THE Scottish Government will not extend the deadline for short-term let operators to apply for a licence, Humza Yousaf has insisted.

A scheme which requires short-term let operators across Scotland to apply for a licence is due to come into place on October 1 after already being pushed back from its initial March 2023 launch date.

Edinburgh City Council leader Cammy Day suggested on Wednesday that he supported lobbying efforts to further extend the deadline.

So far, the council has received just 245 applications out of an estimated 12,000 short-term let properties in the city with many landlords claiming the scheme will decimate their businesses. 

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But Yousaf said the remarks by Day were “really poor” and insisted the Scottish Government will not “wilt in the face” of pressure from landlords.

Asked if he would pause the new short-term let regulations, Yousaf said: “No we won’t pause it.

“We have given an extension already, there has been plenty of time for those short-term lets to ensure they put an application in to the scheme.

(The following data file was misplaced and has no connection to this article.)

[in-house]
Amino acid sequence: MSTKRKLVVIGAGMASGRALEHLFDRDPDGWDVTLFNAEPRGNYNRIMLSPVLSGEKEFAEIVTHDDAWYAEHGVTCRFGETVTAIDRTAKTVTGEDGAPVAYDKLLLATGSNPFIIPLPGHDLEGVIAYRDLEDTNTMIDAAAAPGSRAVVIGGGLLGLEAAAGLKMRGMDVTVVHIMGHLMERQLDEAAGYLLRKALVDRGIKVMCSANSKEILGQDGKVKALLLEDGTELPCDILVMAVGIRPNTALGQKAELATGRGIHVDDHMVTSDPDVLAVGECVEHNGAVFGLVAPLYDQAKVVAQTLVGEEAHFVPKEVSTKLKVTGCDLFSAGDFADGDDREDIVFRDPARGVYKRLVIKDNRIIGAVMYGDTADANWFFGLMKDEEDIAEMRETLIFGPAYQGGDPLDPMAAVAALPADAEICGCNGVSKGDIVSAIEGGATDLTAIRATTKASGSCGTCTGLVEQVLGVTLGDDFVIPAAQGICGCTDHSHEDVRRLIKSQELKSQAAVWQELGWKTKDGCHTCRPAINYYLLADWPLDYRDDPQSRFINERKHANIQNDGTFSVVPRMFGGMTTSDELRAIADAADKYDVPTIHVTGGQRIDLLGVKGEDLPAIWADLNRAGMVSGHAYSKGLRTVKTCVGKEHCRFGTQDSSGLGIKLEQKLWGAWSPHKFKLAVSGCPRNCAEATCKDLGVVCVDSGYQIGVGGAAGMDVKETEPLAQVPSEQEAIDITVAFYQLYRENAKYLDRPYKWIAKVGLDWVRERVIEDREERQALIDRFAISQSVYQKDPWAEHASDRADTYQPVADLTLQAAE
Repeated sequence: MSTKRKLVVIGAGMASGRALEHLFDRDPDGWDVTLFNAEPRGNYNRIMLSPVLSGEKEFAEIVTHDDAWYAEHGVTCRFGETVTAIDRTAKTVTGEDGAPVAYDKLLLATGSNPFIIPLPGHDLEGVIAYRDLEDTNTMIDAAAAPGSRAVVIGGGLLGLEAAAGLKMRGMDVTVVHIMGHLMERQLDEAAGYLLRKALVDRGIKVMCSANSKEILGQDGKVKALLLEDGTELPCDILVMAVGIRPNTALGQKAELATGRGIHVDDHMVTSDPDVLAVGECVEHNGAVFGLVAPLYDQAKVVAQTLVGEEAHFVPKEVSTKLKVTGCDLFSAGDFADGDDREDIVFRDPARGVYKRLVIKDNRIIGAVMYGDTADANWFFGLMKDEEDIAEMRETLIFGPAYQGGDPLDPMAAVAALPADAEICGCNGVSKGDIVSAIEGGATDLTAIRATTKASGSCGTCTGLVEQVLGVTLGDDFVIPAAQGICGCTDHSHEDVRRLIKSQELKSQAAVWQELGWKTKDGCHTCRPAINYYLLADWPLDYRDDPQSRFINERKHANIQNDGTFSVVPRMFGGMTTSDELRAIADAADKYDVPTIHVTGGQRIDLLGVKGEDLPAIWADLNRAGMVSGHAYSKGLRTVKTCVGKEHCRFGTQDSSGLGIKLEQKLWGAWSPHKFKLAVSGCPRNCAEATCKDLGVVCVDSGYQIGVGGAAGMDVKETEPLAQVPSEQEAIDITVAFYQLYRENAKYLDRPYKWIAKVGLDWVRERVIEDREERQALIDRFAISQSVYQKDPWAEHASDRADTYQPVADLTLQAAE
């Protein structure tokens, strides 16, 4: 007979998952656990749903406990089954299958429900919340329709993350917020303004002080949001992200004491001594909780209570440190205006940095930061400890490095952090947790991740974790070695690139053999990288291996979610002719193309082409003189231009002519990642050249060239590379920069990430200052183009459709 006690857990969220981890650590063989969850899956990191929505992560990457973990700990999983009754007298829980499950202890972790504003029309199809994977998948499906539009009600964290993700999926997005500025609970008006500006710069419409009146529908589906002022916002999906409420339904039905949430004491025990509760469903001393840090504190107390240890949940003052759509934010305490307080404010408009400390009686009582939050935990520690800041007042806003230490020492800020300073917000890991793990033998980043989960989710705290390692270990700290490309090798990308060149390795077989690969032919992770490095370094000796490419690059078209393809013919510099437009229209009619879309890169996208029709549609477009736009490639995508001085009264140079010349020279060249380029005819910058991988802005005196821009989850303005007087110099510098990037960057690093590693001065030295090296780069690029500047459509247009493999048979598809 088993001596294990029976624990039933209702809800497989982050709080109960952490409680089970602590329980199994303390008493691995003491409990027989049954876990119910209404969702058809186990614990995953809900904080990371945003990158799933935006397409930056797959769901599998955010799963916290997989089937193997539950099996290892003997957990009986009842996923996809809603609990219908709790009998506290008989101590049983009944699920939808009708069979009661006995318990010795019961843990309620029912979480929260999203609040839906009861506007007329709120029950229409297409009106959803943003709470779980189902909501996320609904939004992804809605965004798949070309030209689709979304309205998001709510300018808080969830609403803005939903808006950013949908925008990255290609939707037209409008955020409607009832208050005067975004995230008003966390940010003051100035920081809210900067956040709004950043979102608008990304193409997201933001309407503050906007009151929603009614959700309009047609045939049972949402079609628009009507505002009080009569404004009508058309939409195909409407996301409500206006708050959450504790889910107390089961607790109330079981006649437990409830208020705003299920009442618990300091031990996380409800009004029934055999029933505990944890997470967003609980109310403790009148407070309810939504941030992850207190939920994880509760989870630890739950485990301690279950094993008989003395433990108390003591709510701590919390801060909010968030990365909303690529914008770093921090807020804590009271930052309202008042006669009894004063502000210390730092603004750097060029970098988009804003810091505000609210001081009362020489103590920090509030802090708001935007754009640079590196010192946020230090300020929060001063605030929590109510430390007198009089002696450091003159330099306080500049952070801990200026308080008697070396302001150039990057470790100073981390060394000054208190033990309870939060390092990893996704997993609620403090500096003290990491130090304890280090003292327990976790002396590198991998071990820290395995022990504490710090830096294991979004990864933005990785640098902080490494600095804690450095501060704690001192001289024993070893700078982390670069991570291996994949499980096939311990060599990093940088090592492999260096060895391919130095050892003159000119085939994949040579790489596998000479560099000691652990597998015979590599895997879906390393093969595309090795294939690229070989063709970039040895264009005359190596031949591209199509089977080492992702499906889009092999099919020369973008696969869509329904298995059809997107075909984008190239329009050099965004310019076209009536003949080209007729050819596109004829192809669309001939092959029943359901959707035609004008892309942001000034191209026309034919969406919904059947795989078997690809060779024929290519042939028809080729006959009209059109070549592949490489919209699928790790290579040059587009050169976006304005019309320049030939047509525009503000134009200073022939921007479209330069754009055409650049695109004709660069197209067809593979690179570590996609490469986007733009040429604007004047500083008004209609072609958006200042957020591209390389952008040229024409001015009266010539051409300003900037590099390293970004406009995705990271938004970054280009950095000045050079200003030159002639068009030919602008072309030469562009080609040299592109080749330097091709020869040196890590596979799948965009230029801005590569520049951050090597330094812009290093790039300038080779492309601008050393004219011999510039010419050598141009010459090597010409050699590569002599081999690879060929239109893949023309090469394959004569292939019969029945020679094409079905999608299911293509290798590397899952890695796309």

“It is the right thing to do, I think it’s supported by many members of the public and I’ve seen some very good commentary from people saying this is exactly what Edinburgh needs.

“To see the leader of Edinburgh City Council roll over and abdicate any responsibility, I have to say is really poor. The Scottish Government will not wilt in the face of that pressure and we’ll do the right thing.”

Day did subsequently claim on Thursday that the council’s position on adhering to the October 1 deadline remains unchanged.

He said on Twitter/X: “From speaking to industry, I know that there’s nervousness around the 1 October deadline, and they’re lobbying the minister for this to be extended further, but this is a date set in legislation and we can’t change it.”

Campaign group Living Rent Edinburgh said that the deadline shouldn’t be delayed just because landlords have failed to apply for a licence.

It comes after a report from Edinburgh Council found that the city could potentially see an 80% drop in the number of short-term lets available when the rules come into force.